Last week, Rev Harold Good told the Irish News how he persuaded Rev Ian Paisley to believe that IRA decommissioning had indeed taken place, using the story of Christ and doubting Thomas. Now DUP MP Ian Paisley reveals for the first time his father’s response to Rev Good, how Fr Alec Reid bent the rules to reassure the DUP – and the strenuous efforts the party took to verify what the clerics told them about the IRA weapons.
Rev Harold Good is a very sincere and decent man. I do not doubt that he believes his view of the peace and political process and the critical role he played in it. His perspective is part of the picture – a significant part – but not exclusive and not all.
I attended each of the meetings with my late father and Rev Good and a very important joint meeting with the late Rev Alex Reid. I will come to that in a moment.
But first I should set some background. Decommissioning had been a major stumbling block and the DUP was building a way to ensure we had confidence within our ranks to address the issue.
In fact, at times we were accused or building the wall higher to avoid progress. Instead, we were seeking ways to build confidence to bring the unionist people with us. Rather than tying our hands further on decommissioning we had engaged a dual strategy of gaining public acclaimed support for the Crown forces and the rule of law from Sinn Fein.
The fact is, that public support in the ministerial oath for the police and the courts was a rubicon Sinn Fein could not go back on. And most of the negotiations on this between Blair, Hain, Bertie Ahern and my father focused on how we could make this happen to our satisfaction. That is exactly what did happen.
The best example was Martin McGuinness flanked by the chief constable and Peter Robinson declaring those republicans who murdered and attacked police officers were traitors to Ireland. I’m not saying that decommissioning didn’t matter at this point but its significance came into proportion to its relevance in allowing us to move forward.
All of our negotiations were recorded either by detailed note taking or for very serious matters by recordings. The joint meeting I mentioned above is the same one Rev Good refers to in his comments and was one such meeting that was recorded. I remember it well. Rev Reid sat to my right hand side and Rev Good across the room. Between the two men of the cloth sat my father and the other top members of our leadership team. The meeting took place in Stormont. It was a very important meeting.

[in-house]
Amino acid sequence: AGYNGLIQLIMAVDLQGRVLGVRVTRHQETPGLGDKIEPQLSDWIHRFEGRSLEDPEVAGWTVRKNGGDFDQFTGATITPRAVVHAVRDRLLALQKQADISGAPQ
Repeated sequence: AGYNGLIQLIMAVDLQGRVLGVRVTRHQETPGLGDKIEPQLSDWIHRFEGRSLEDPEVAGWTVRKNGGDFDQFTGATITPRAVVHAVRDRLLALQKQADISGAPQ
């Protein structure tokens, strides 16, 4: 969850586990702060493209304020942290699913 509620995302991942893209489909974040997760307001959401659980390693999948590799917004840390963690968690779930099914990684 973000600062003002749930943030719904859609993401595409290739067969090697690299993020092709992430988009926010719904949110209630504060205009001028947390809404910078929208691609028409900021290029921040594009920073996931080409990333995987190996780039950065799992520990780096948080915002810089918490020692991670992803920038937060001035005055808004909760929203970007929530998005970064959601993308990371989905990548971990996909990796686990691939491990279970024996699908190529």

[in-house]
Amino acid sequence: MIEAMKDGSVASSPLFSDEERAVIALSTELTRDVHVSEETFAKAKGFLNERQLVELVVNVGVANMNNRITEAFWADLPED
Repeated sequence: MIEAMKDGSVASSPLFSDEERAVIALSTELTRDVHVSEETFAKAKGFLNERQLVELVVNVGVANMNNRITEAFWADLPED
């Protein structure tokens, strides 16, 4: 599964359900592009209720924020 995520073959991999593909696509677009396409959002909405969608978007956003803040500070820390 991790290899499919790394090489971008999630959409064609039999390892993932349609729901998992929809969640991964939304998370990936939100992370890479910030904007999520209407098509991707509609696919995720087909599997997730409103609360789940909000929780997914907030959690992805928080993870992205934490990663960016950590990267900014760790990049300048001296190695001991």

In the course of that meeting he was very good in spelling out, and sticking to, an agreed formula of what he and his decommissioning verification colleague could and could not tell us. No substance and no detail. He did indeed make reference to doubting Thomas and my father did question his theological comparison between a man putting aside doubt in his faith and a community suspending belief on this matter. He queried if the Rev Good was comparing himself too favourably to our Lord. It was a moment of theological discussion in the midst of a political discourse.
However, it was the Rev Reid who was much more forthcoming. So much so that at one point Harold told him he must go no further as he disclosed details to our meeting. However, I believe looking into the eyes of Reid he knew he had to take this further if we were to get over the issue of reassurance. To Harold’s continuing and despairing protests and nervous laughter and interruptions Reid spoke directly to my father, myself and top team colleagues. I will not divulge here what he said, but it was recorded, and the record is safe.
Whilst in itself the commentary he offered was not what secured matters – the process was much more multi-layered and intricate – but it was a very important conversation and revelation.
After that meeting our party proposed another reassurance measure. We wanted to verify issues that had been stated and we wanted ongoing security details. However, such details on individuals and activities couldn’t be shared with us by the government, its agencies or the police – and I speak very deliberately in that order – as none of us had security clearance. We proposed that the way around this was to give our three top team, my father, Peter Robinson and Nigel Dodds, Privy Council status so as initially such intelligence briefings could be given to them in order to help build reassurance. We successfully proposed a mechanism and the nature for these briefings. Once again more information or pieces of the obscured jigsaw were revealed.
There is much more I could tell in terms of detail and reports and recordings but I will not and possibly never will. But for clarity and to avoid any reminiscence that may not be the entire picture I feel it necessary to reflect on the points opened up by Rev Good’s comments.
I will say this. My father didn’t make some fanciful emotional journey egged on by speeches or pleadings or assurances. He was a man of giant political judgment and he made a judgment call and gave leadership when he believed he had the evidence and the basis to proceed. That’s called leadership.
It would be wrong for the record of this part of the process to become an account that my father and our party acted out of some sense of benign foolishness. Our conduct was relentless, professional, meticulous and yielded results that saved the Union and put the authentic voice of the unionist people in control.